Suzuki

Suzuki like Honda had built a positive reputation for Motorcycles, achieved while winning a class at the Isle of Man TT in 1962. Motorcycle sales started soon afterwards and with along Kawasaki and Honda bikes became familiar sights on UK roads. Suzuki had a fledgling car industry, having started car production in 1955, specialising in small cars and mini-trucks. Suzuki imported four evaluation models to the UK in 1974, the Fronte Saloon, Fronte GX coupe, a L60 minivan and a LJ 4×4. There was some hope that the Department of Environment would pass the cars to conform to British regulations and sell the cars via the existing motorcycle dealer networks. It was only in 1979 when another concerted effort by British importer Heron Suzuki, that Suzuki passenger cars become officially available to the UK public. The tiny ST90 Carry series minivans also started imports that year, which provided Suzuki valuable sales to the small business market. The first car, the long lived Cervo based SC100 ‘Whizzkid’ featured a rear mounted 3 cylindered 1 litre engine. It weighed just 660kg and offered 90mph to be reached. Again much interest in the press was raised, and the cars eventually developed a following. Just under 4,700 examples were shipped into the UK over its 3 year import. Another model to arrive in the UK soon afterwards, was the The LJ series of small jeeps, they were more recreational rather than serious work horses but as farmers and off-roaders discovered they were competent off-road vehicles and helped establish Suzuki as the main supplier of small compact off-road vehicles. The more conventional small hatchback FWD Alto range was launched in 1981, while its styling was considerable more sober than the SC100. Sales of the Alto were a tickle compared to it’s main larger engined rivals, usually registering sround 1,500 examples a year but provided Suzuki with a single model passenger car presence throughout the 80’s but the 4WD LJ, SJ and later Vitara models allowed Suzuki to remain a profitable proposition in the UK. Further passenger models, such as the 3 cylinder Swift appeared as a turbo GTI model for a period in the 80’s.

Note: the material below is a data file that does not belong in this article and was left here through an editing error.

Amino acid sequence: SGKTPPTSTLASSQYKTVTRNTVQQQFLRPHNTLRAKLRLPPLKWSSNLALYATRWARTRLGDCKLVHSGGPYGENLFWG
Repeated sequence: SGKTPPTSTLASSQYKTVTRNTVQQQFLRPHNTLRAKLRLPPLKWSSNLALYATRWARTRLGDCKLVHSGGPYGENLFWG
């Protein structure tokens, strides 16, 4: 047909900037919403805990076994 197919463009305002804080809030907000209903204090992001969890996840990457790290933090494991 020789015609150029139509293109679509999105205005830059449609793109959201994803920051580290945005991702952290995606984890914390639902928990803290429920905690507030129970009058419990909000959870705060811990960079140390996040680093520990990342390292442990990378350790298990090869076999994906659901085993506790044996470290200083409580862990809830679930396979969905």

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From the late 80’s, Suzuki capatalised on the 4×4 street trends and placed emphasis on custom parts like large chrome wheels to cater for the users who would generally not use the car off road. Despite this spike in sales, Suzuki offered a relatively low level of new models throughout the 90’s, with a curious mixture of very cheap Hungarian assembled cars (which had become known for being assembled all over the world under different badges) and a selection of Jimny (successor to the SJ) and other 4WD vehicles. Suzuki success can also be measured by their collaboration with many motoring manufacturers over the years, including GM, Fiat, Nissan and Mazda who all essentially sold Suzuki cars under their names. The GM connection is particularly lucrative, as it sells versions of Suzuki’s across the whole of Asia. Both the Wagon R, was an upright almost box design with 5 doors (a common design practice in Japan) and the Suzuki Carry van were also sold with GM badges for European consumption. A new Swift model was released in the mid 2000’s and was a marked improvement over the previous generations. The relative success of Suzuki in Japan (it was the largest builder of kei cars) has largely gone largely unnoticed in Europe, as the Kei car was considered too small for European tastes despite the obvious advantages. It was this relatively limited range of cars that caused US sales of Suzuki’s sales to plummet to all time lows and forced the company to pull out of the American market in 2011. The SC100 is highly collectable today, with around 100 surviving examples in the UK, helped by an active owners club. The 410 also exists in reasonable numbers, due to their long (still current) production run.